|Guided independent study||50||Further independent research and reading and wider contextual study.|
This module has online resources available via ELE (the Exeter Learning Environment).
Westlaw, LexisNexis, and Lawtel, as well as knowledge-based materials at relevant patent organisations such as: the European Patent Office; World Intellectual Property Organisation; the UK Intellectual Property Office; and the numerous expert blogs on the topic of patent and design law. In relation to design law also access to the EU Intellectual Property Office (EUIPO).
Key Orgnaisations in patent and design field and weblinks:
UK Intellectual Property Office: http://www.ipo.gov.uk
European Patent Officde: http://www.epo.org
European Union Intellectual Property Office: https://euipo.europa.eu/ohimportal/en/
EU Intellectual Property Gateway: http://ec.europa.eu/internal_market/intellectual-property/index_en.htm
Guided Reading Assessment Pdf
World Intellectual Property Organisation: http://www.wipo.int/portal/en/index.html
Other Learning Resources
The Library holds stock of the relevant intellectual property books that cover these topics, as well are relevant journals. Students will have access to relevant knowledge databases, the Law School subscribes such as Westlaw and LexisNexis as well as web accessible material at the UK Intellectual Property Office, the European Commission, the European Patent Office, the World Intellectual Property Organisation and the World Trade Organisation.« Previous: WORKING ASSUMPTIONS
Guided Reading Assessment Free
Below is the uncorrected machine-read text of this chapter, intended to provide our own search engines and external engines with highly rich, chapter-representative searchable text of each book. Because it is UNCORRECTED material, please consider the following text as a useful but insufficient proxy for the authoritative book pages.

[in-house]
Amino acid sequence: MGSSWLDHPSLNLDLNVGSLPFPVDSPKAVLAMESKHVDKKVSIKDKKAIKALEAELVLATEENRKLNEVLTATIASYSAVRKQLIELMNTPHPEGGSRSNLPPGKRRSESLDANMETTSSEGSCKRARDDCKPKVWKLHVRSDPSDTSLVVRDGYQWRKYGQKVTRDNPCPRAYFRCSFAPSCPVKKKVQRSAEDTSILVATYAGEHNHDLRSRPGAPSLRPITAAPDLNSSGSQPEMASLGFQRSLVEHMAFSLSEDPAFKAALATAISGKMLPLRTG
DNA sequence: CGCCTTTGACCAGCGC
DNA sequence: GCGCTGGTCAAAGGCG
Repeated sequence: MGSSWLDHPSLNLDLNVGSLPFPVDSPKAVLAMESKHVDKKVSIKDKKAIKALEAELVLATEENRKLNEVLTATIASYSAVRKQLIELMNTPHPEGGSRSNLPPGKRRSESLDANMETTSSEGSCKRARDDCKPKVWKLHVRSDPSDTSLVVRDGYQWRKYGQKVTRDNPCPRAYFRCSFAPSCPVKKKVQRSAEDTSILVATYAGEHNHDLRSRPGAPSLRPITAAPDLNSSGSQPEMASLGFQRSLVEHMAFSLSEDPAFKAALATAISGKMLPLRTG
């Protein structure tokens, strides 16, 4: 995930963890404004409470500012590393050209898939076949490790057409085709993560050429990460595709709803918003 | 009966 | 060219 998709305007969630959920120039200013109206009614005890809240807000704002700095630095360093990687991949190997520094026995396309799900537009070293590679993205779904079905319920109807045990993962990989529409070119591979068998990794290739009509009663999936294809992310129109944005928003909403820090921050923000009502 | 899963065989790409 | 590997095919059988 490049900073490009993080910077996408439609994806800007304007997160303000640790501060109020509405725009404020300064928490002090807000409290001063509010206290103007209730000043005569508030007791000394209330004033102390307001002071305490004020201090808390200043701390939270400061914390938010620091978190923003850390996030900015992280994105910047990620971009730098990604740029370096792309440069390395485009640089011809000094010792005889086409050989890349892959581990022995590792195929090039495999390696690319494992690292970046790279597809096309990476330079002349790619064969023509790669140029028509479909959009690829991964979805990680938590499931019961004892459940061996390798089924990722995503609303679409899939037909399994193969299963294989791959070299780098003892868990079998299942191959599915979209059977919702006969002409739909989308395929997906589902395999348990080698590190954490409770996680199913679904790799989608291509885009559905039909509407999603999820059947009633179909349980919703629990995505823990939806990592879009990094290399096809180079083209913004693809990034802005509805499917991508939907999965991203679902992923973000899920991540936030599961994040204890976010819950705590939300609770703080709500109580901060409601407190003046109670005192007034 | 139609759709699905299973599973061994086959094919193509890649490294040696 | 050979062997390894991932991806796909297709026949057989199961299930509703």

ATTRIBUTES OF GOOD PRACTICE GUIDELINES 55guidelines for which the Forum has contracted. These panels will need to make bothobjective and subjective assessments guided by instructions from the Forum. Thisreport is a step toward the preparation of an assessment instrument that the expertpanels can use in their reviews and deliberations (Appendix C). The AMA hasrecently taken a similar step by developing a preliminary worksheet to evaluatewhat it terms practice parameters (AMA, 1990b). Third, the committee sees the initial assessment of guidelines as part of anevolutionary process of guidelines development, assessment, use, evaluation, andrevision. This evolutionary process will involve the government, professionalorganizations, health service researchers, consumers, and others. As a result, thecommittee fully expects the set of attributes presented here to be tested, reassessed,and revised, if necessary. PRINCIPLES The identification of attributes of practice guidelines rests on four principles.These principles call for: â¢ clarity in the definition of each attribute; â¢ compatibility of each attribute and its definition with professional usage; â¢ clear rationales or justifications for the selection of each attribute; and â¢ sensitivity to practical issues in using the attributes to assess actual sets of practice guidelines ('accessibility'). That the definition of an attribute be clear and succinct is obviously desirable,although often difficult when one is working with very abstract or technicalconcepts. It is also desirable that the term used to label an attribute be recognizableand consistent with customary professional usage. The label should be a single wordor short phrase that is carefully chosen to convey the core concept. (Thus, attributeswill not be described by number, for example, Attribute No. 1.) The rationale or justification for each attribute should be clearly described, andit should also be consistent with the professional and technical literature and thelegislative mandate. The rationale should describe explicitly any trade-offs betweenthe theoretically ideal attribute and the practical, usable one. Practicality requires that attributes be definable in operational as well asconceptual terms; that is, it should be possible to devise an instrument that instructsassessors of a set of guidelines on how they can determine whether the guidelinesconform to the attributes. Not only is this necessary if the Forum is to judge thesoundness of the guidelines that emerge from